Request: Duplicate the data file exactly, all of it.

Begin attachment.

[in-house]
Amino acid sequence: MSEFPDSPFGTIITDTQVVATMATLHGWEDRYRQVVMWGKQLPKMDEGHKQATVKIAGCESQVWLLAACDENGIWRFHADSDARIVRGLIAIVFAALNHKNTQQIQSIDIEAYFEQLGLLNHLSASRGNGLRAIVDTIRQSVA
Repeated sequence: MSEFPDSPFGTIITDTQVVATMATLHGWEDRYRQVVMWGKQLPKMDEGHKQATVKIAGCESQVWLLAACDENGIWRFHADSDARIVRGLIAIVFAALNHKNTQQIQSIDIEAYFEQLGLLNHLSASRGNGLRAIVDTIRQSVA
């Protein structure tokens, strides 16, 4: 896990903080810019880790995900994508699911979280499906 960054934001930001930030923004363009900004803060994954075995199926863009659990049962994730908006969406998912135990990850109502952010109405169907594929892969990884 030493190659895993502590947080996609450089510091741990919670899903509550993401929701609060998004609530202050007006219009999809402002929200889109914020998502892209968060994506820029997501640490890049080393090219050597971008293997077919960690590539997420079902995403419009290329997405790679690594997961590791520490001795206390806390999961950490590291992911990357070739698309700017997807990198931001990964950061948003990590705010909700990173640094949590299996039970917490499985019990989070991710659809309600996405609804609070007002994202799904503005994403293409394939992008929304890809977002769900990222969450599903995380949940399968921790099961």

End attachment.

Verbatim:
[in-house]
Amino acid sequence: MSEFPDSPFGTIITDTQVVATMATLHGWEDRYRQVVMWGKQLPKMDEGHKQATVKIAGCESQVWLLAACDENGIWRFHADSDARIVRGLIAIVFAALNHKNTQQIQSIDIEAYFEQLGLLNHLSASRGNGLRAIVDTIRQSVA
Repeated sequence: MSEFPDSPFGTIITDTQVVATMATLHGWEDRYRQVVMWGKQLPKMDEGHKQATVKIAGCESQVWLLAACDENGIWRFHADSDARIVRGLIAIVFAALNHKNTQQIQSIDIEAYFEQLGLLNHLSASRGNGLRAIVDTIRQSVA
């Protein structure tokens, strides 16, 4: 896990903080810019880790995900994508699911979280499906 960054934001930001930030923004363009900004803060994954075995199926863009659990049962994730908006969406998912135990990850109502952010109405169907594929892969990884 030493190659895993502590947080996609450089510091741990919670899903509550993401929701609060998004609530202050007006219009999809402002929200889109914020998502892209968060994506820029997501640490890049080393090219050597971008293997077919960690590539997420079902995403419009290329997405790679690594997961590791520490001795206390806390999961950490590291992911990357070739698309700017997807990198931001990964950061948003990590705010909700990173640094949590299996039970917490499985019990989070991710659809309600996405609804609070007002994202799904503005994403293409394939992008929304890809977002769900990222969450599903995380949940399968921790099961």